Astronomers studying Cassini data have spotted a 'weird' variation in Saturn's upper atmosphere and they believe the reason behind it could be the shadow from the planet's mysterious icy rings.

Cassini plunged into Saturn's atmosphere in September, but even three months after its death, the space probe continues to provide us with new insights into the massive gas giant.

The study of the data from the spacecraft has now led researchers to a weird phenomenon – a difference in magnetically charged particles present in the northern and southern parts of the ionosphere, an upper atmosphere layer that starts at an altitude of around 300km and goes way up to 5,000km.

Between April and September, Cassini made as many as 22 orbits around Saturn. As the space probe passed through the cold and dense ionosphere, its Radio and Plasma Wave Science (RPWS) instrument captured and sent back as much information as it could. Using that data, researchers were able to study the particles present in that region.

They found that ionisation activity – when these particles acquire charge – was low in the southern part of the ionosphere or the region where the shadows from Saturn's A and B rings were falling in comparison to the northern portion.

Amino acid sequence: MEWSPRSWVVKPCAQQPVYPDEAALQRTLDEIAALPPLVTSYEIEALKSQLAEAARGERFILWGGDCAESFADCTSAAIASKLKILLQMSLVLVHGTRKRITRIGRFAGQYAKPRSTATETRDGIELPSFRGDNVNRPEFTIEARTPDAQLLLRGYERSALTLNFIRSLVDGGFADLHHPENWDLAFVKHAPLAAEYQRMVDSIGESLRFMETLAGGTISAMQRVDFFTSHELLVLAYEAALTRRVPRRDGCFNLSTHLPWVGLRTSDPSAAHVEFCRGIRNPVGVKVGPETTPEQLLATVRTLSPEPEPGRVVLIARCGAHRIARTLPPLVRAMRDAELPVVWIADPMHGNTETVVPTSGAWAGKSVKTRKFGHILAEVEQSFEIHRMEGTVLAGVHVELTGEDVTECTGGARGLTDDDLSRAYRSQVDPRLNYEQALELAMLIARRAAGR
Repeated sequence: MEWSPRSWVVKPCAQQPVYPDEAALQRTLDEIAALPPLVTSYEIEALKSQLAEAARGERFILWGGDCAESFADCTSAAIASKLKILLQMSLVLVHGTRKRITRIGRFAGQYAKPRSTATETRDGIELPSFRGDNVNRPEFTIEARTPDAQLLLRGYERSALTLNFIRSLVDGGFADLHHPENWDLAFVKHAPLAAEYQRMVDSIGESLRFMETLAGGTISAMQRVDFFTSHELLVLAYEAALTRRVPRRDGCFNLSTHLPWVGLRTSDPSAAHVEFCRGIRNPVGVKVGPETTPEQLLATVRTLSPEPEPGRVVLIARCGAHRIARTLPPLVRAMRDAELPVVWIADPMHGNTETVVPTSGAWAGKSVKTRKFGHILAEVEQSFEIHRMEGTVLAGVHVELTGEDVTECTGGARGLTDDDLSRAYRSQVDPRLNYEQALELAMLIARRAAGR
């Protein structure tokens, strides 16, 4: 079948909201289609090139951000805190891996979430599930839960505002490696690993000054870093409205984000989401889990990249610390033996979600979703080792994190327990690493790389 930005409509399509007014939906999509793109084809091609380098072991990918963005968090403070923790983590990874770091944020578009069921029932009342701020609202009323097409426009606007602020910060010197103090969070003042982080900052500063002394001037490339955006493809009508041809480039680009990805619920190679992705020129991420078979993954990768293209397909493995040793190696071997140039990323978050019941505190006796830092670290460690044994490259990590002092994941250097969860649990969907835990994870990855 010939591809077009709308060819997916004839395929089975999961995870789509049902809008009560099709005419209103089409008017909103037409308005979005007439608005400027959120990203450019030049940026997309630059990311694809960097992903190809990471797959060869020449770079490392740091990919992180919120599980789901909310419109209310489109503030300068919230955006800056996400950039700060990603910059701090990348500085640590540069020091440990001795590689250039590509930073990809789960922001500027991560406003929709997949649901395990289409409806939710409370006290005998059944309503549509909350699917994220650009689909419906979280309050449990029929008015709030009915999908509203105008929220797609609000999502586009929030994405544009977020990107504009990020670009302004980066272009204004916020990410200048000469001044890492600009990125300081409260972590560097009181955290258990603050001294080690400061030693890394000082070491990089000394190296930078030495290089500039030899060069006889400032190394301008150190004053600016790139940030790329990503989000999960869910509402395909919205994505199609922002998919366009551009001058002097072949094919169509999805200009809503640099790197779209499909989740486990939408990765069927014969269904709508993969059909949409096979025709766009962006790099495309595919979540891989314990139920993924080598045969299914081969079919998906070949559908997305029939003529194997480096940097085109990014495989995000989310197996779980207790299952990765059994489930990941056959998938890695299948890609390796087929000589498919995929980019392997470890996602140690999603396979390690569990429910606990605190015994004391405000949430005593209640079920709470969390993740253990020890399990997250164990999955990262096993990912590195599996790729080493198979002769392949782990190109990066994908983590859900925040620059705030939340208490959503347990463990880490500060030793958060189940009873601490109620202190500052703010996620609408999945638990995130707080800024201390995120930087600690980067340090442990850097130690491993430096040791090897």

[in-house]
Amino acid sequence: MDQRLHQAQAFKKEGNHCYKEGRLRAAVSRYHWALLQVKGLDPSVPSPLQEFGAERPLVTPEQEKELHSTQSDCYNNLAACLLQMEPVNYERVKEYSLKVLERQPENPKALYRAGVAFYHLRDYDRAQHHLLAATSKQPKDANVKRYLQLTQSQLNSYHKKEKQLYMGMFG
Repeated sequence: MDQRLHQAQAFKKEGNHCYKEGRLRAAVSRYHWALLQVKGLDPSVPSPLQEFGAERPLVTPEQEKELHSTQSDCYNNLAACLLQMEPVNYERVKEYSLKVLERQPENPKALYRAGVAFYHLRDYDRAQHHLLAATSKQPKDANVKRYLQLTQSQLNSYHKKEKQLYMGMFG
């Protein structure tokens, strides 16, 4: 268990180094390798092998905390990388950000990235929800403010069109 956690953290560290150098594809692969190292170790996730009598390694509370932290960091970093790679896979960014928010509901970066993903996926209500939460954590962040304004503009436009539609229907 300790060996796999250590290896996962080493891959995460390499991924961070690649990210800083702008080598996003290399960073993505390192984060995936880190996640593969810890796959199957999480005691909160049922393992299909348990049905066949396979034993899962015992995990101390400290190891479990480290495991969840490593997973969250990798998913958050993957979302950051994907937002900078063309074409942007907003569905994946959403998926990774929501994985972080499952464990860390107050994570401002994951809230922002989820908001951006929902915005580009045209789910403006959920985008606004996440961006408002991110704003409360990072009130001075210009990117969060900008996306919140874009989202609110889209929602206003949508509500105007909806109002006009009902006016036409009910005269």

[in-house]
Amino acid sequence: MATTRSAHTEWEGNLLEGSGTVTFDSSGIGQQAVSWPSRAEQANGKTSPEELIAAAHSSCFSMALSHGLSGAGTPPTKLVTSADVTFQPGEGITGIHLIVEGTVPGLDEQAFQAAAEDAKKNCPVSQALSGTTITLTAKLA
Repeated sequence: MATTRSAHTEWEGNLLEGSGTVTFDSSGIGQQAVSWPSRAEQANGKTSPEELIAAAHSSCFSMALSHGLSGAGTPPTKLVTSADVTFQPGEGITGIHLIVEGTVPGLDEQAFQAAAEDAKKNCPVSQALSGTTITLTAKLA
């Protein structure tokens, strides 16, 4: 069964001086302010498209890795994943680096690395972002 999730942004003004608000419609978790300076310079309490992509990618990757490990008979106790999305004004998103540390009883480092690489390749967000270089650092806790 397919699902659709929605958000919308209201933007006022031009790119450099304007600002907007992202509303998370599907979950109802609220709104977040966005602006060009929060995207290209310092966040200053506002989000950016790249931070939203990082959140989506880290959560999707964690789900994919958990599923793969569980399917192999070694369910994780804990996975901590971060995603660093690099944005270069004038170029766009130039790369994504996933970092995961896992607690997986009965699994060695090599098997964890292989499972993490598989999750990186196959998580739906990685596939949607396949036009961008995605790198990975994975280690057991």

This led the researchers to posit that the A and B rings must be completely opaque and would have blocked the extreme ultraviolet light from the Sun, which is required for interacting with and charging these particles.

This phenomenon was not observed with the other two rings, which meant they would have allowed the radiation to pass through, keeping the ionisation activity up in other regions.

Saturn rings
The shadows created by Saturn's rings affect the planet's upper atmosphere NASA/JPL-Caltech/Space Science Institute

However, these shadows might not be the only factors behind the variations in the particles, as per the researchers. According to a study conducted in 2013, the rain pouring from Saturn's icy rings or strong longitudinal winds could also have some role in the process. However, none of that has yet been confirmed.

"I think the jury is out on ring rain," study author William Kurth told Newsweek. "Radio and plasma wave observations – coupled with others – will ultimately shed light on this."

It is also expected that the research would help astronomers get more insights into the behaviour of particles in the atmosphere of Saturn and other similar planets.

The research was recently presented at the American Geophysical Union and published in the journal Science.